"... We bound the time it takes for a group of birds to reach steady state in a standard flocking model. We prove that (i) within single exponential time fragmentation ceases and each bird settles on a fixed flying direction; (ii) the flocking network converges only after a number of steps that is an ite ..."
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Cited by 12 (6 self)
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We bound the time it takes for a group of birds to reach steady state in a standard flocking model. We prove that (i) within single exponential time fragmentation ceases and each bird settles on a fixed flying direction; (ii) the flocking network converges only after a number of steps that is an iterated exponential of height logarithmic in the number of birds. We also prove the highly surprising result that this bound is optimal. The model directs the birds to adjust their velocities repeatedly by averaging them with their neighbors within a fixed radius. The model is deterministic, but we show that it can tolerate a reasonable amount of stochastic or even adversarial noise. Our methods are highly general and we speculate that the results extend to a wider class of models based on undirected flocking networks, whether defined metrically or topologically. This work introduces new techniques of broader interest, including the flight net, the iterated spectral shift, and a certain residueclearing argument in circuit complexity.
On the expressiveness and complexity of randomization in finite state monitors
 J. ACM
"... The continuous runtime monitoring of the behavior of a system is a technique that is used both as a complementary approach to formal verification and testing to ensure reliability, as well as a means to discover emergent properties in a distributed system, like intrusion and event correlation. The ..."
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Cited by 11 (4 self)
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The continuous runtime monitoring of the behavior of a system is a technique that is used both as a complementary approach to formal verification and testing to ensure reliability, as well as a means to discover emergent properties in a distributed system, like intrusion and event correlation. The monitors in all these scenarios can be abstractly viewed as automata that process a (unbounded) stream of events to and from the component being observed, and raise an “alarm ” when an error or intrusion is discovered. These monitors indicate the absence of error or intrusion in a behavior implicitly by the absence of an alarm. In this paper we study the power of randomization in runtime monitoring. Specifically, we examine finite memory monitoring algorithms that toss coins to make decisions on the behavior they are observing. We give a number of results that characterize, topologically as well as with respect to their computational power, the sets of sequences the monitors permit. Finally, we give the exact complexity characterization of the problems of determining whether the monitor permits any sequence (emptiness) and whether the monitor permits all sequences (universality). These decision problems help determine if the monitor is nontrivial”.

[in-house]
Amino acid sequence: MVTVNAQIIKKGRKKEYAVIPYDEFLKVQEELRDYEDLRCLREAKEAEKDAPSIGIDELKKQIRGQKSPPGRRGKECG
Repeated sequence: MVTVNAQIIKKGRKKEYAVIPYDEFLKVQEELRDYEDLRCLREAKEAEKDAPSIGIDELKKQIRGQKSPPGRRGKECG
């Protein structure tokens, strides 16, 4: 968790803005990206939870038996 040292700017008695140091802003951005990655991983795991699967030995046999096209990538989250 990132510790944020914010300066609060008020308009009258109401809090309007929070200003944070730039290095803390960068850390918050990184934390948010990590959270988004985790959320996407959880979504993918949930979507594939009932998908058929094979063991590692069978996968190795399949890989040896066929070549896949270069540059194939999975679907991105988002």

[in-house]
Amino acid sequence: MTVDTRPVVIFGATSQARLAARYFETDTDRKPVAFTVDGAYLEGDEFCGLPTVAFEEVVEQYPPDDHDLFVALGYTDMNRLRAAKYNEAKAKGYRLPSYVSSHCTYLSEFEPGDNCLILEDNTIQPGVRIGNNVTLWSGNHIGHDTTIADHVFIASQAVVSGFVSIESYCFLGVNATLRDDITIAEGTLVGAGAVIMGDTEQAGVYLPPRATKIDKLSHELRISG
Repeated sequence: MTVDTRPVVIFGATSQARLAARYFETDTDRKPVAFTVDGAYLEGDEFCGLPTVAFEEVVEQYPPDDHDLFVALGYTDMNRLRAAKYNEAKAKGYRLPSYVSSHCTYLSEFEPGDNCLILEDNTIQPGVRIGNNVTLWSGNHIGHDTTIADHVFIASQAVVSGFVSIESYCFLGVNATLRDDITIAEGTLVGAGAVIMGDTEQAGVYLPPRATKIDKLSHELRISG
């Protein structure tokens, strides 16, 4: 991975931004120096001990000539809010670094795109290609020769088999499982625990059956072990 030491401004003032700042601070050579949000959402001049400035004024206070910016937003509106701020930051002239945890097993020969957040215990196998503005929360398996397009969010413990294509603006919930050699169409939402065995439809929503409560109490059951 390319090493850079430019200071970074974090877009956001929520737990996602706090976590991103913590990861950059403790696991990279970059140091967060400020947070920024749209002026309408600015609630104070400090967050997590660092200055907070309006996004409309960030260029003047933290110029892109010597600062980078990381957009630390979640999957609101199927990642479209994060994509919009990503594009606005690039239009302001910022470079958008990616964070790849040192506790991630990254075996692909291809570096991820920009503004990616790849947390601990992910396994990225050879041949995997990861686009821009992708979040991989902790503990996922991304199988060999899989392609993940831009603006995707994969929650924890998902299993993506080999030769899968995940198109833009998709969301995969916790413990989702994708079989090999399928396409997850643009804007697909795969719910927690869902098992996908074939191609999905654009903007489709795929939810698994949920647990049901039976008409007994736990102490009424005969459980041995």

What is Decidable about Partially Observable Markov Decision Processes with omegaRegular Objectives
, 2013
"... We consider partially observable Markov decision processes (POMDPs) with ωregular conditions specified as parity objectives. The qualitative analysis problem given a POMDP and a parity objective asks whether there is a strategy to ensure that the objective is satisfied with probability 1 (resp. pos ..."
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Cited by 10 (7 self)
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We consider partially observable Markov decision processes (POMDPs) with ωregular conditions specified as parity objectives. The qualitative analysis problem given a POMDP and a parity objective asks whether there is a strategy to ensure that the objective is satisfied with probability 1 (resp. positive probability). While the qualitative analysis problems are known to be undecidable even for very special cases of parity objectives, we establish decidability (with optimal EXPTIMEcomplete complexity) of the qualitative analysis problems for POMDPs with all parity objectives under finitememory strategies. We also establish optimal (exponential) memory bounds.